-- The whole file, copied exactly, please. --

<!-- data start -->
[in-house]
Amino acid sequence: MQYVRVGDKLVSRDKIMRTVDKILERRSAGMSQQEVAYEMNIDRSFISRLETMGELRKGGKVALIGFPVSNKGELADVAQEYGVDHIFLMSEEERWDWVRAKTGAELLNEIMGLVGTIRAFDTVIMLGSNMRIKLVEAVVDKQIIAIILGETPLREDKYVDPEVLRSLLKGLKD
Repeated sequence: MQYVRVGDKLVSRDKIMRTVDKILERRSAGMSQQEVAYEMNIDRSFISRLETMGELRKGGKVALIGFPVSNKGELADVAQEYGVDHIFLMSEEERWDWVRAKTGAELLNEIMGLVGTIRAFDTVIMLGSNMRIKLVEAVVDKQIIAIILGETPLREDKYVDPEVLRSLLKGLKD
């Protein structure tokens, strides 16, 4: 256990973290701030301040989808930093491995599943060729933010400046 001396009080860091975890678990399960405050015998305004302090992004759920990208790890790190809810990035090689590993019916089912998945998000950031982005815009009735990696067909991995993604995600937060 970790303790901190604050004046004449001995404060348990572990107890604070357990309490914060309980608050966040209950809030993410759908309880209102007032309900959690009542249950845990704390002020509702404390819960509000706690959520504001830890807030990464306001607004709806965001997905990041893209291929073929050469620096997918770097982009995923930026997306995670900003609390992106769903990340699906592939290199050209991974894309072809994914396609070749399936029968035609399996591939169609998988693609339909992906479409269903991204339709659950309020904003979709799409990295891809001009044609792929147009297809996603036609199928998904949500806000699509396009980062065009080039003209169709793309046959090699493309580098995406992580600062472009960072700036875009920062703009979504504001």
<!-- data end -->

[in-house]
Amino acid sequence: MQYVRVGDKLVSRDKIMRTVDKILERRSAGMSQQEVAYEMNIDRSFISRLETMGELRKGGKVALIGFPVSNKGELADVAQEYGVDHIFLMSEEERWDWVRAKTGAELLNEIMGLVGTIRAFDTVIMLGSNMRIKLVEAVVDKQIIAIILGETPLREDKYVDPEVLRSLLKGLKD
Repeated sequence: MQYVRVGDKLVSRDKIMRTVDKILERRSAGMSQQEVAYEMNIDRSFISRLETMGELRKGGKVALIGFPVSNKGELADVAQEYGVDHIFLMSEEERWDWVRAKTGAELLNEIMGLVGTIRAFDTVIMLGSNMRIKLVEAVVDKQIIAIILGETPLREDKYVDPEVLRSLLKGLKD
């Protein structure tokens, strides 16, 4: 256990973290701030301040989808930093491995599943060729933010400046 001396009080860091975890678990399960405050015998305004302090992004759920990208790890790190809810990035090689590993019916089912998945998000950031982005815009009735990696067909991995993604995600937060 970790303790901190604050004046004449001995404060348990572990107890604070357990309490914060309980608050966040209950809030993410759908309880209102007032309900959690009542249950845990704390002020509702404390819960509000706690959520504001830890807030990464306001607004709806965001997905990041893209291929073929050469620096997918770097982009995923930026997306995670900003609390992106769903990340699906592939290199050209991974894309072809994914396609070749399936029968035609399996591939169609998988693609339909992906479409269903991204339709659950309020904003979709799409990295891809001009044609792929147009297809996603036609199928998904949500806000699509396009980062065009080039003209169709793309046959090699493309580098995406992580600062472009960072700036875009920062703009979504504001």